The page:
Giant tombstones are Stonehenge
- Solved ..Giant tombstones are Stonehengeby William Atkins - 31 May 2008
New seven-year investigative study by UK archaeologists concludes that Stonehenge was a cemetery, basing their conclusions on radiocarbon dating of human remains from the ancient site.The purpose of prehistoric Stonehenge, according to scientists and others, has ranged from a burial ground, healing site, astronomical observatory, to Moon worshipping temple, and even as an alien UFO landing spot.
However, a new study by UK archaeologists--led by Mike Parker-Pearson, University of Sheffield, United Kingdom--have used radiocarbon dating, for the very first time, to analyze human cremations excavated from the site...
From their scientific analysis of the human remains, the Parker-Pearson team suggests that Stonehenge was used as a cemetery for five hundred years, beginning from its earliest recorded construction around 3000 B.C.about 5,000 years ago.
Parker-Pearson states, It is clear that the burials were a major component of Stonehenge in all its main stages. This was a cemetery which grew over many centuries." [New Scientist:
He adds, "This is really exciting, because it shows that Stonehenge, from its beginning to its zenith, is being used as a place to physically put the remains of the dead. [National Geographic: Stonehenge Was Cemetery First and Foremost, Study Says]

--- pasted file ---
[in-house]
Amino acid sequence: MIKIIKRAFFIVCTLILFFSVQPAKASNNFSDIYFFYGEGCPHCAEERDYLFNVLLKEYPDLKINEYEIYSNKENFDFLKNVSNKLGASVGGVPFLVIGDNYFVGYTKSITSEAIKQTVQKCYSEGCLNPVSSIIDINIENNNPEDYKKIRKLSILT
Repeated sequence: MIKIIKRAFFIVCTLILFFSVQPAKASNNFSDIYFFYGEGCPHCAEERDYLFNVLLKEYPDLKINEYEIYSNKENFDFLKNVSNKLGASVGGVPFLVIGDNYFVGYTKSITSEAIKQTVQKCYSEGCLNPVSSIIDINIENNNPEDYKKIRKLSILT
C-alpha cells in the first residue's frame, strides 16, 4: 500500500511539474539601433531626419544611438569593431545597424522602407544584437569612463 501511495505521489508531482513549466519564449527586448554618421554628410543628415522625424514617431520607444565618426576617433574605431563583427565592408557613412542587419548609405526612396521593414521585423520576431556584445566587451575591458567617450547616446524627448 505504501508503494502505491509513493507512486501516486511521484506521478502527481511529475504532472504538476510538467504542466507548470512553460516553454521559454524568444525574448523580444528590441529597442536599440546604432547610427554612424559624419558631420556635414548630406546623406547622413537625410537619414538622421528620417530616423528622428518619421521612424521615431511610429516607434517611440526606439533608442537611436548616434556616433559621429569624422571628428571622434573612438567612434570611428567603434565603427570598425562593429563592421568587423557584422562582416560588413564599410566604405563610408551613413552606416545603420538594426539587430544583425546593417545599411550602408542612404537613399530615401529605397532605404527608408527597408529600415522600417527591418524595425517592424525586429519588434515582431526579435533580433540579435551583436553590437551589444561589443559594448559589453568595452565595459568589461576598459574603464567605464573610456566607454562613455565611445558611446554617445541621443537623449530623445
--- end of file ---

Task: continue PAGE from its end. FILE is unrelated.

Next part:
One of the theories of Stonehenge holds that it was only a cemetery later in its existence, and only for about one hundred yearspossibly from 2800 B.C. to 2700 B.C.
However, the radiocarbon dating technique of three of fifty-two cremation burials, which were excavated in the 1920s, show clear indications that the burials were part of a cemetery.
Radiocarbon dating is a technique that uses the naturally occurring radioisotope called carbon-14 to determine the age of carbonaceous (rich in carbon) materials that are as old as 60,000 years.
The other forty-nine human remains were re-buried after it was found that they had inconsequential scientific value.
What did the analysis of the three human remains find?
One (of the three) of the human remains was found in an area called Aubrey Holes, which circle the Stonehenge site.
This oldest of the three remains was found to date around 3030 B.C. to 2,880 B.C.
The other two remains, which were analyzed by the UK team, were found to have been buried between 2930 B.C. and 2870 B.C., for the second oldest one, and 2570 B.C. and 2340 B.C., for the third oldest one.
The third one is considered to have been buried around the time the sarsen stones (the large upright stones) were first erected at the site.
Sarsen stones are stone blocks commonly found on the Salisbury Plain, the Marlborough Downs, and in Kent. They are also found in Osfordshire, Berkshire, Dorset, and Hampshire, within the United Kingdom.
A dense, hard rock that once covered much of southern England, sarsen stones are formed from sand bound by a silica cement...
Additional information about this new study by the Parker-Pearson team is found on the National Geographic website Stonehenge Was Cemetery First and Foremost, Study Says.